Laser or Dermabrasion? NYC New York NY

Laser or Dermabrasion? NYC  New York  NY

f the question was what is the best laser for treatment of acne scarring? The answer would unequivocably be the CO2 laser. The reason for this is that the best results are typically obtained with the depth of injury and the extent of and depth of the thermal injury of the treatment.

CO2 laser creates a great degree of collateral thermal damage and consequently produces the most dramatic results when it comes to correcting acne scarring and/or effacement of lines and wrinkles. The problems with CO2 laser treatment are extended downtime, prolonged erythema (redness), and eventual loss of pigmentation that invariably occurs with this modality.

This leads to the next topic, a more old fashioned, but tried and true treatment for acne scarring and scar revision.


Dermbrasion (as opposed to microdermabrasion) is an older modality which uses a rotating diamond tipped fraise (wheel) to remove the epidermis and portion of the dermis. The extent of the injury to be corrected is determined by the depth of injury created, which is gauged by the Surgeon's eye and experience. A depth of injury comparable to CO2 laser treatment is feasible with Dermabrasion. However, several factors make Physicians less comfortable with Dermabrasion than they perhaps should be:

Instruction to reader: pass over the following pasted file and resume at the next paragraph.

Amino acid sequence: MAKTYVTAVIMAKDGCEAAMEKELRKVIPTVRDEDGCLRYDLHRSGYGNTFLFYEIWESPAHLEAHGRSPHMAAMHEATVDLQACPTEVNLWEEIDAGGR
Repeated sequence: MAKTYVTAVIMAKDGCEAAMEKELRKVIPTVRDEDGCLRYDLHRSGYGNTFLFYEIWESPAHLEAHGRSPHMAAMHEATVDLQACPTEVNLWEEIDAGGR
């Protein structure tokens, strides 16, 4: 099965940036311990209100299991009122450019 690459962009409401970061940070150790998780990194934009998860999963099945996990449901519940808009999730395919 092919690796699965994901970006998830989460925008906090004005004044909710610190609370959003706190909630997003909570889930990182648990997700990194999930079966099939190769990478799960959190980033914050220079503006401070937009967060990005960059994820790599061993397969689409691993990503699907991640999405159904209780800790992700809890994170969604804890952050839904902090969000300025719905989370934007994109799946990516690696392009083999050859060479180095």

It is a very technically dependent treatment,
Wide availability of a variety of lasers which produce a fairly uniform depth of injury based on the individual laser and the laser settings.
The aesthetic problem with acne scarring is caused by topographical irregularities, catching shadow and light. The benefit of Dermabrasion is that scars can be selectively planed down to be less noticable. The benefit Dermabrasion carries over CO2 laser is less thermal injury, far less chance of hypopigmentation (loss of pigmentation), and a much smaller window of erythema (redness of the face).

Due to its benefits, I incorporate Dermabrasion regularly into my practice for purposes of acne scarring and scar revision.